Tuesday, March 24, 2020

Canadian Authors Past and Present--Yukon




http://www.bookswelove.com/donaldson-yarmey-joan/

Canadian Authors Past and Present
Canada celebrated its 150th anniversary in 2017. To commemorate the occasion my publisher, Books We Love, Ltd (BWL) brought out the Canadian Historical Brides Series during 2017 and 2018. There are twelve books, one about each province, one about the Yukon, and one combining the Northwest Territories and Nunavut. Each book was written by a BWL Canadian author or co-authored by a Canadian and an international BWL author.
Each province and territory of Canada has spawned many well-known authors and my series of posts this year will be about them-one or two from the past and one or two from the present, the present-day ones being the authors of the Brides book for the corresponding province or territory. The posts are in the order that the books were published.

 

Yukon
Pierre Berton was born on July 20 in Whitehorse, Yukon. His family moved to Dawson in 1921 and then to Victoria, British Columbia, in 1932. He attended the University of B.C. and during the summers returned to work in the Klondike mining camps to earn money. He became a journalist in Vancouver and at the age of twenty-one he was the youngest city editor on any Canadian daily newspaper.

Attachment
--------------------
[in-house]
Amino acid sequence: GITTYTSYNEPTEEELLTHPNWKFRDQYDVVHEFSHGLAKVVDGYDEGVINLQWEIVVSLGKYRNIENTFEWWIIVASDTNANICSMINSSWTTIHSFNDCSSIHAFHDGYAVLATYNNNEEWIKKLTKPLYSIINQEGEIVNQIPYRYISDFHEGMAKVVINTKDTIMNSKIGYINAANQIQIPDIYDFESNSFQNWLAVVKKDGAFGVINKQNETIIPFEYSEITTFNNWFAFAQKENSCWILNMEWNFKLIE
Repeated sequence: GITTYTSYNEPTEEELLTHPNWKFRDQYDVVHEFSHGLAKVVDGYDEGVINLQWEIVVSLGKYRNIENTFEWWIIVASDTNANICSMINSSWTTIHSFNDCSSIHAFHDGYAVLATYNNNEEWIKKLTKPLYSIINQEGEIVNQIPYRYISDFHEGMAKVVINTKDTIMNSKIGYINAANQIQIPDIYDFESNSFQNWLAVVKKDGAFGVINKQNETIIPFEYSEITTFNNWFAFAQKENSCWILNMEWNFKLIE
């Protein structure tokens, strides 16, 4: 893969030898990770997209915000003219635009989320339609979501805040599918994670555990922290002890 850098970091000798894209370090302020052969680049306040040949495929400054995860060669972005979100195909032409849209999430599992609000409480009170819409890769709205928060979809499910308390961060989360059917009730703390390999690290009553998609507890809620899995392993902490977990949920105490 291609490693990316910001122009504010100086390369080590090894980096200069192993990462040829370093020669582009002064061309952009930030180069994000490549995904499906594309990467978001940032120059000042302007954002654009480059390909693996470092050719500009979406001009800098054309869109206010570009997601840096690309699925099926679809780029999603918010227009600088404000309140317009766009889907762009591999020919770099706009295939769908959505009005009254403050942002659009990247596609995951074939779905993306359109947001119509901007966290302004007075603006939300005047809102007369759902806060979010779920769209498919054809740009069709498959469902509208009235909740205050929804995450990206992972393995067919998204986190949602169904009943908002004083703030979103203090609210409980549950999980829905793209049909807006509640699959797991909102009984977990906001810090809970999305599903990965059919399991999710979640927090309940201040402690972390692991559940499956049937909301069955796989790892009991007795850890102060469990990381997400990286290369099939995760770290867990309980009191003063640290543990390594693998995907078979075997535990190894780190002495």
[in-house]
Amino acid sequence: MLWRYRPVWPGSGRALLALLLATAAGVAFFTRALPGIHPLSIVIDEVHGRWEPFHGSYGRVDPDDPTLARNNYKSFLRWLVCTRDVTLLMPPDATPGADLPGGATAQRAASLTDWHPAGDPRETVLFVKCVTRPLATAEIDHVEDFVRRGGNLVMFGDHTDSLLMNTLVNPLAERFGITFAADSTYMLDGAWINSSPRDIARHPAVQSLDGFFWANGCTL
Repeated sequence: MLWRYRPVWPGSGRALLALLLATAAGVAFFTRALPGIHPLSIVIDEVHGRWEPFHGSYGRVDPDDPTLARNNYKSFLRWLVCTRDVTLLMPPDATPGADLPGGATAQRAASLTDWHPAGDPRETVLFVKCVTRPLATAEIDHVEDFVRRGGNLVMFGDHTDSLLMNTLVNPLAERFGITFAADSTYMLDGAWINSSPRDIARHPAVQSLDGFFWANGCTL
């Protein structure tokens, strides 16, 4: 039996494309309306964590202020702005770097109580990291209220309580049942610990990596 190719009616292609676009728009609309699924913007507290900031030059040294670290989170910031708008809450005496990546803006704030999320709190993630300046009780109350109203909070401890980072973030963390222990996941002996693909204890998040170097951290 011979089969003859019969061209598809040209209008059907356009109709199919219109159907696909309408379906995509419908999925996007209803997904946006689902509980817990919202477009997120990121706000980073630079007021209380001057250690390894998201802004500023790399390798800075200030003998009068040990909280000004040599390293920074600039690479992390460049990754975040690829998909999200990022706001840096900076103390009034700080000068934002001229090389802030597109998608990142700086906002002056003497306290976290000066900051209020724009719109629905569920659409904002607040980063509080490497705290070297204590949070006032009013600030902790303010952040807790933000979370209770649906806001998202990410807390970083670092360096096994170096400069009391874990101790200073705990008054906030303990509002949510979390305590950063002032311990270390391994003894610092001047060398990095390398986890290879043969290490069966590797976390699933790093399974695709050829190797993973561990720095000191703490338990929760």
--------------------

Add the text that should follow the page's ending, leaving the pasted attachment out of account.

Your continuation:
Berton moved to Toronto in 1947 and went on to write for, and was an editor at, Maclean’s magazine. He appeared on many television shows including the long-running Front Page Challenge (1957-1995) for thirty-nine years. His first book The Royal Family was published in 1953 and his second, a young reader novel, The Golden Trail: The Story of the Klondike Rush, came out in 1954. Between then and 1993 he wrote more than fifty fiction and non-fiction books about Canadian history and popular culture, including coffee table books, children’s books, and historical novels for young adults. He received over thirty literary awards one of which was the Governor-General’s Award for Creative Non-fiction. In 1994, Canada’s National History Society established the Pierre Berton award to be given to an author who has written about Canadian history in an absorbing and charming way. Berton was the first recipient.